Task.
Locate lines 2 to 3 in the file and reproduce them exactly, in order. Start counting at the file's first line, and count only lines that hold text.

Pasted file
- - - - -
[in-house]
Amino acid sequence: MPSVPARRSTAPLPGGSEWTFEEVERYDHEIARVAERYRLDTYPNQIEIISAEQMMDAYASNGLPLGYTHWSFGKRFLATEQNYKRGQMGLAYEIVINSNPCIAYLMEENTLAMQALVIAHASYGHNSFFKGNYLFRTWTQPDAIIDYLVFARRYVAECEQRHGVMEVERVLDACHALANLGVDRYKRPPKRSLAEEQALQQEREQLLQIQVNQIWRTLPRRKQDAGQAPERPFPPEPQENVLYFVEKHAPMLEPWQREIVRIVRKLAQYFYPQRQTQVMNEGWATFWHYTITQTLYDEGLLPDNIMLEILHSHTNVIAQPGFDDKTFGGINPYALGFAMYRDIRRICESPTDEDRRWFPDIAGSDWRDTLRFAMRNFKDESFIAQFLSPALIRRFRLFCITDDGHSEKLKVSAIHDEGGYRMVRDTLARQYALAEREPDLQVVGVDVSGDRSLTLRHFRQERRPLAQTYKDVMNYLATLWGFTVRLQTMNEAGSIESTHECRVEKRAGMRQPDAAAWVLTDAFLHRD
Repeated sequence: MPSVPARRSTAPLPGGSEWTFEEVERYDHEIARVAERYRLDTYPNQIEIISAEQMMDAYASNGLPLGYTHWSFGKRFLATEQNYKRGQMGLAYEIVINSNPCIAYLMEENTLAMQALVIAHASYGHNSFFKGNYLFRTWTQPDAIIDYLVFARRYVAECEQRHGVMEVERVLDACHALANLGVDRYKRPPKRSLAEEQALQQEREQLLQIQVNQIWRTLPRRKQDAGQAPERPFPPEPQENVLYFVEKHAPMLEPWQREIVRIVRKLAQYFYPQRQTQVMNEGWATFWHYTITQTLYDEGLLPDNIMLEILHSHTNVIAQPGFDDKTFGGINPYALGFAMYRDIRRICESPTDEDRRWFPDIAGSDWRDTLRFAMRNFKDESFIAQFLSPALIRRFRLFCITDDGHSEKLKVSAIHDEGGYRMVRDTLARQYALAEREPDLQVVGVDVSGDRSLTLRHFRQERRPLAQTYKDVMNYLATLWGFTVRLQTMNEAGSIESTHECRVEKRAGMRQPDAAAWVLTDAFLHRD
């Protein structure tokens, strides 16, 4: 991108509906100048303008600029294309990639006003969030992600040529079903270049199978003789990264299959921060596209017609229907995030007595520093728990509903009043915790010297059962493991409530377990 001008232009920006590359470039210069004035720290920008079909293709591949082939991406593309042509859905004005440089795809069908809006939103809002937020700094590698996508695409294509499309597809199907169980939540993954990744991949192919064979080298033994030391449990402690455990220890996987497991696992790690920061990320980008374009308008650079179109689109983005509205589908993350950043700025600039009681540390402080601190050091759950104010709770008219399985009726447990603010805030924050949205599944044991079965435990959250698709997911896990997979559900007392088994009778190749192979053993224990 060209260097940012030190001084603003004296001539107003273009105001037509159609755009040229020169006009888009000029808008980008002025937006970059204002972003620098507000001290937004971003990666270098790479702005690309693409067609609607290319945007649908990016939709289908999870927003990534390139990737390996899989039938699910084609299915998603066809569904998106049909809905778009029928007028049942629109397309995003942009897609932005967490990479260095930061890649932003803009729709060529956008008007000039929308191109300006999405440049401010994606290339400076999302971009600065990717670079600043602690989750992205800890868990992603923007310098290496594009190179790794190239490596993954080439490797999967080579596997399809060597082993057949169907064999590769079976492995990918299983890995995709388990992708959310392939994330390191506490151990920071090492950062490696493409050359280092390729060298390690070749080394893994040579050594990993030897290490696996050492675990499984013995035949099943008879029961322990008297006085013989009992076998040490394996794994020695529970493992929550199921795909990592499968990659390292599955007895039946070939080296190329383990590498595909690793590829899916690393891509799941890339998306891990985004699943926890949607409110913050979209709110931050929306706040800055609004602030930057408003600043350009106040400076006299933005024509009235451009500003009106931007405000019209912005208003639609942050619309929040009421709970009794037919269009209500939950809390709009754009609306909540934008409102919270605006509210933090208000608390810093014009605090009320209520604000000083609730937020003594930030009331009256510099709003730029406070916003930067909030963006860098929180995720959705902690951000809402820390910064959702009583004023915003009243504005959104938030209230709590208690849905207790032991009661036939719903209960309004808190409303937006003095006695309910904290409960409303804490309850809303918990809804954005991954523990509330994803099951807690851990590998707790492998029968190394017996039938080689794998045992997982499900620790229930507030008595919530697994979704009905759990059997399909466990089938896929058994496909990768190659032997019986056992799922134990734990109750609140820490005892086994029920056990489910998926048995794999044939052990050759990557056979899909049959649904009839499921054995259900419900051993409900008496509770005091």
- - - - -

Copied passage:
Amino acid sequence: MPSVPARRSTAPLPGGSEWTFEEVERYDHEIARVAERYRLDTYPNQIEIISAEQMMDAYASNGLPLGYTHWSFGKRFLATEQNYKRGQMGLAYEIVINSNPCIAYLMEENTLAMQALVIAHASYGHNSFFKGNYLFRTWTQPDAIIDYLVFARRYVAECEQRHGVMEVERVLDACHALANLGVDRYKRPPKRSLAEEQALQQEREQLLQIQVNQIWRTLPRRKQDAGQAPERPFPPEPQENVLYFVEKHAPMLEPWQREIVRIVRKLAQYFYPQRQTQVMNEGWATFWHYTITQTLYDEGLLPDNIMLEILHSHTNVIAQPGFDDKTFGGINPYALGFAMYRDIRRICESPTDEDRRWFPDIAGSDWRDTLRFAMRNFKDESFIAQFLSPALIRRFRLFCITDDGHSEKLKVSAIHDEGGYRMVRDTLARQYALAEREPDLQVVGVDVSGDRSLTLRHFRQERRPLAQTYKDVMNYLATLWGFTVRLQTMNEAGSIESTHECRVEKRAGMRQPDAAAWVLTDAFLHRD
Repeated sequence: MPSVPARRSTAPLPGGSEWTFEEVERYDHEIARVAERYRLDTYPNQIEIISAEQMMDAYASNGLPLGYTHWSFGKRFLATEQNYKRGQMGLAYEIVINSNPCIAYLMEENTLAMQALVIAHASYGHNSFFKGNYLFRTWTQPDAIIDYLVFARRYVAECEQRHGVMEVERVLDACHALANLGVDRYKRPPKRSLAEEQALQQEREQLLQIQVNQIWRTLPRRKQDAGQAPERPFPPEPQENVLYFVEKHAPMLEPWQREIVRIVRKLAQYFYPQRQTQVMNEGWATFWHYTITQTLYDEGLLPDNIMLEILHSHTNVIAQPGFDDKTFGGINPYALGFAMYRDIRRICESPTDEDRRWFPDIAGSDWRDTLRFAMRNFKDESFIAQFLSPALIRRFRLFCITDDGHSEKLKVSAIHDEGGYRMVRDTLARQYALAEREPDLQVVGVDVSGDRSLTLRHFRQERRPLAQTYKDVMNYLATLWGFTVRLQTMNEAGSIESTHECRVEKRAGMRQPDAAAWVLTDAFLHRD